Glasgow City Chambers
To a backdrop of more images of Glasgow, this evening’s Celtic Connections performance began. Entitled ‘Come Away In’, the inspiration came from a Burns poem called ‘The Wren’s Nest’ in which themes of welcome and hospitality are explored, themes which are very strong in Glaswegian, indeed in Scottish, culture, including the idea of refugees being offered warmth and shelter and an open door.
The evening was filmed in Glasgow’s City Chambers with a handful of musicians, the first to perform being Karine Polwart who kicked off the proceedings with her gorgeous vocals straight from the generosity of her heart. Her song ‘Come Away In’ offered up lyrics dedicated to the Burns poem. There was even a sense of humility as she led the song being joined by the reserved folk music that the other artists joined seemingly at will.
Her second song ‘Travel These Ways’ she told us was a commission written during 2020 as part of her work for the ‘Luminate’ festival. She works all around the country and beyond with dementia and other problems writing songs at will. Her compelling lyrics and persona were enhanced with piano, guitar and some backing vocals, usually for chorus harmonies, bringing forth big issues.
That was the reason behind what Eddi Reader called her project, using the most powerful medium of music and lyrics particularly to give a voice to proceedings. Findlay Napier’s first song ‘There’s More to Building Ships’ was no less straight and powerful, not to mention wonderfully skillful vocal ups and downs. The firm issue for this man’s song was on the world-famous heightened world of ship-building in Glasgow, and its problems of pay being pennies for the men who worked there.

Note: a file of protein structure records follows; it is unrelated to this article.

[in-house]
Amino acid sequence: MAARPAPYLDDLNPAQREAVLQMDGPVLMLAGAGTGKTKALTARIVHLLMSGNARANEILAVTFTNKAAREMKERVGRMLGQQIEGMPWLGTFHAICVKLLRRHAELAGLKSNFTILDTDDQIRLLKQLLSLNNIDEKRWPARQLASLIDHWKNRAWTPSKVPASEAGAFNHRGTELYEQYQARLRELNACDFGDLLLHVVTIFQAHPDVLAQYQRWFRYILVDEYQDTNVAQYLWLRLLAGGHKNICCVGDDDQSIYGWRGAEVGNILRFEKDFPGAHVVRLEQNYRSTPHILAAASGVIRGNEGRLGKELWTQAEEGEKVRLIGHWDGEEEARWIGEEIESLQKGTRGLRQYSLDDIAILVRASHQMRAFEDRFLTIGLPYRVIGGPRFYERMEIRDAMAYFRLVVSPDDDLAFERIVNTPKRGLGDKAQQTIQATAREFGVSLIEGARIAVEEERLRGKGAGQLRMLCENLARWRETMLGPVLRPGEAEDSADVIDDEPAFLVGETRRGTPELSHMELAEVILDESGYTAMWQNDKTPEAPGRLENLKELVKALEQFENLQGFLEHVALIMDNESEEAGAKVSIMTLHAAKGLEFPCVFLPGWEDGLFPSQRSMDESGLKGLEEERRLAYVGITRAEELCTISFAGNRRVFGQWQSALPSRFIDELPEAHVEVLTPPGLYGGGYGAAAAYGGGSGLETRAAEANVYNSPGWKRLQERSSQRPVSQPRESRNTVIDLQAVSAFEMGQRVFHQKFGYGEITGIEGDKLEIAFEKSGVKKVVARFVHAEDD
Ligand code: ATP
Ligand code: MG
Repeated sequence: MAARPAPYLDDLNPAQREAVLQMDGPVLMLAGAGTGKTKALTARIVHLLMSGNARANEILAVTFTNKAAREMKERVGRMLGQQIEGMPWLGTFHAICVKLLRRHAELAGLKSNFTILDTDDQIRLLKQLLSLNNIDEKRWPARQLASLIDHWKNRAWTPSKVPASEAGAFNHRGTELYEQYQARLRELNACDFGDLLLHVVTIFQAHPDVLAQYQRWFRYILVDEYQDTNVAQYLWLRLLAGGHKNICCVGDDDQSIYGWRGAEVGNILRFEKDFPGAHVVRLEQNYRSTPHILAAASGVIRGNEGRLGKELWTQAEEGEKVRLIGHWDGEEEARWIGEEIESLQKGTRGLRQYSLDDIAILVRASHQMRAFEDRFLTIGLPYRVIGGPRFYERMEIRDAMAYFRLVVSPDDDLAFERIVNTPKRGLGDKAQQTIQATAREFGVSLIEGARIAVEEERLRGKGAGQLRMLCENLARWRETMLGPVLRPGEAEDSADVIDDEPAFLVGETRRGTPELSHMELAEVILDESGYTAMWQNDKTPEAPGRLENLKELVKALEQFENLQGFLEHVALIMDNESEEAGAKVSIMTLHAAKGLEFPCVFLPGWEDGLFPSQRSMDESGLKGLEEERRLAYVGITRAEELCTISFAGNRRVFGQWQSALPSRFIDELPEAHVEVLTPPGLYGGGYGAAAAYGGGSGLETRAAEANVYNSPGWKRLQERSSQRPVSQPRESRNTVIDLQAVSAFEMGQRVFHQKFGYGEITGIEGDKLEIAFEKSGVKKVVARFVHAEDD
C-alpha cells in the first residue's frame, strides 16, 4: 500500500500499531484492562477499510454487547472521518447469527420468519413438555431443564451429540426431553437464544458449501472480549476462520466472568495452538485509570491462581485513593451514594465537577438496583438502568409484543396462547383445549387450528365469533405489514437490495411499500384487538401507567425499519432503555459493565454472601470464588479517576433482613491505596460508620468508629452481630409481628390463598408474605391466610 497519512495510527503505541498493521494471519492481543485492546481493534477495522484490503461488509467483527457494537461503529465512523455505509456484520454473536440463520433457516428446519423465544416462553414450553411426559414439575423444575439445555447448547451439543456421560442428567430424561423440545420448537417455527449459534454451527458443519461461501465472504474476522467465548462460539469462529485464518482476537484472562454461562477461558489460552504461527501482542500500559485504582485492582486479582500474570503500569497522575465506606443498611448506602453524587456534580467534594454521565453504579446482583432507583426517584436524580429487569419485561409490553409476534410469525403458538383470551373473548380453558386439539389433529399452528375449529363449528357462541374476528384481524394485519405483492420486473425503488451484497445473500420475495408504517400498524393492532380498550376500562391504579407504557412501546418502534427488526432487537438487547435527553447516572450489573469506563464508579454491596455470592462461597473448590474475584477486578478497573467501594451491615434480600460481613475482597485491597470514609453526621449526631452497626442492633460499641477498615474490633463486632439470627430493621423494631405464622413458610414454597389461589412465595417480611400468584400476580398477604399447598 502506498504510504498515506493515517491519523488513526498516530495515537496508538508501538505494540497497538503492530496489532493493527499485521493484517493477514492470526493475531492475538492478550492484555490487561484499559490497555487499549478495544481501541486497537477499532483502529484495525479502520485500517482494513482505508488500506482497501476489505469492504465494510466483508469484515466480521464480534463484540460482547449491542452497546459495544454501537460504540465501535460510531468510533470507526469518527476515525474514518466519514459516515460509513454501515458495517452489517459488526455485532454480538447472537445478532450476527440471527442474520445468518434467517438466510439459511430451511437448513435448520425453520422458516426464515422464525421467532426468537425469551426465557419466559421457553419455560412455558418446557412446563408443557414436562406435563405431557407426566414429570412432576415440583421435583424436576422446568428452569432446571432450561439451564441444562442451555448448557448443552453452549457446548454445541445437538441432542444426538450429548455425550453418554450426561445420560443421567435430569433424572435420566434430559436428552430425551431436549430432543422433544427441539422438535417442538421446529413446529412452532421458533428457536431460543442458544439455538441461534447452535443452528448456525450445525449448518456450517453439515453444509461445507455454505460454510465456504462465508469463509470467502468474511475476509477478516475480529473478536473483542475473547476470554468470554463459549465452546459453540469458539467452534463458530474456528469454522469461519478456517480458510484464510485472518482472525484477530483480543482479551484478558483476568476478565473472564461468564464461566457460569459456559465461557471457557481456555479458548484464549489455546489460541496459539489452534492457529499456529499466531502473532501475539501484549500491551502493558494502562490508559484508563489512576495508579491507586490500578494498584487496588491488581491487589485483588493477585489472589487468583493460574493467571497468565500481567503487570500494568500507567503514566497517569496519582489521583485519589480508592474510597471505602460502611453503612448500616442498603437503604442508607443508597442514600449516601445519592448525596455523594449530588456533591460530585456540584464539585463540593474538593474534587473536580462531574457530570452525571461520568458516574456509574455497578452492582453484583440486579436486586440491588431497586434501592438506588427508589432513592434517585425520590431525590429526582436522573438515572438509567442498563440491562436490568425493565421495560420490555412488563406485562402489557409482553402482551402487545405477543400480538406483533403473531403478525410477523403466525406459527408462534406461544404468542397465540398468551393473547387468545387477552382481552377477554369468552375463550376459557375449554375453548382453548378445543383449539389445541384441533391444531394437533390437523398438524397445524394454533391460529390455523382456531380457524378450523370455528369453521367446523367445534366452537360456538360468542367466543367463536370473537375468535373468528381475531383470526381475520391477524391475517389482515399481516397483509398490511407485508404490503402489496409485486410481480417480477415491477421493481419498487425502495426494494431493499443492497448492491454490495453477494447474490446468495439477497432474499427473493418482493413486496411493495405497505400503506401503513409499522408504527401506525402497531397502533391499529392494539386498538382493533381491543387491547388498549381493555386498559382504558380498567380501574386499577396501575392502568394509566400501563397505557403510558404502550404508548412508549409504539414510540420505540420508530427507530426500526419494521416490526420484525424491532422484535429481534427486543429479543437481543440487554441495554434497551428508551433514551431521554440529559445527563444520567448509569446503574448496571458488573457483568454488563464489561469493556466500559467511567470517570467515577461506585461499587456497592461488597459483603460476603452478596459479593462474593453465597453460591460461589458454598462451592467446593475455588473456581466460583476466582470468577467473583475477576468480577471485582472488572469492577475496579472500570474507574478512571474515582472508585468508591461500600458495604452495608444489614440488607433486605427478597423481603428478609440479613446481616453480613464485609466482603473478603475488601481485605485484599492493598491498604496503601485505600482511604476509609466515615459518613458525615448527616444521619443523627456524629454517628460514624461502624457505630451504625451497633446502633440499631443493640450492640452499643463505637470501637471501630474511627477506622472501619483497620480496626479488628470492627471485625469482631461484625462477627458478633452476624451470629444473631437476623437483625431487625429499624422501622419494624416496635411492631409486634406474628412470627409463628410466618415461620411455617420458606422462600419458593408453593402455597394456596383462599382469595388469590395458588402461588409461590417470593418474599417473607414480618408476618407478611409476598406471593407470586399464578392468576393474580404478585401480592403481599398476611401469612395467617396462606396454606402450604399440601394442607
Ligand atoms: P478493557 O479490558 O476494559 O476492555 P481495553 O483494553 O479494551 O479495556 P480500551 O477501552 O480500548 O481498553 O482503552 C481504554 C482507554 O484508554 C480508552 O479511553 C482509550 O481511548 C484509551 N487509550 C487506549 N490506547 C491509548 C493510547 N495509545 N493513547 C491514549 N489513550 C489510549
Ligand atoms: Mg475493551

All of the 13 or so songs had these powerful messages and meanings. These were clearly held by all participants in the evening’s music, as they plunged into their individually written pieces of music.
The evening was so well produced to clearly be everything that it was intended to be through really great music and storytelling complementing an often sad tale of injustice towards Scottish society with artists ready to tell facts about a heinous Glaswegian history.
Siobhan Millers tale in her song ‘The King’s Shilling’ was about what had happened to men in Glasgow and beyond, she coloured it with tragedy and pain in her heart. She told us that the story goes that Scottish men were tricked into joining the army to go and fight and die in a war. The serious levels were mirrored in her second song ‘Pound a Week Rise’ about unfairness and heartbreak for coal miners who after breathing soot weren’t even paid well or fairly.
Eddi returned, Karine returned, they all returned to perform and while they shifted between, they sat around with each other if not involved then simply listening. Rab Noakes, an experiences folksong writer, also based his provocative music on his extensive travel particularly in America. His songs added a traveller’s point of view.
And Eddi Reader’s sultry and powerful voice, style and honesty as a well-known performer blew the roof off with her powerful messages in a song called ‘My Hometown’ about coming home to her own heart as a Glaswegian saying that after a need to escape from it to the moment where she finds it her hometown that she has now come to love.
This was after a performance of an inspired song she wrote called ‘Prayer to Saint Valentine’. Of unbelievable beauty that she almost shone to create.
Findlay had the last word with his deep voice and capable song writing leaving us with ideas such as daylight ghosts that walk around and all for the love of god. The artists were relaxed in putting forward these issues and problems in the world and society of Glasgow and Scotland.
Beautiful voices, leaping into the cosmos of real and traditional yet modern song writing. So well produced as to be something of great value from personal pain and societal outrage.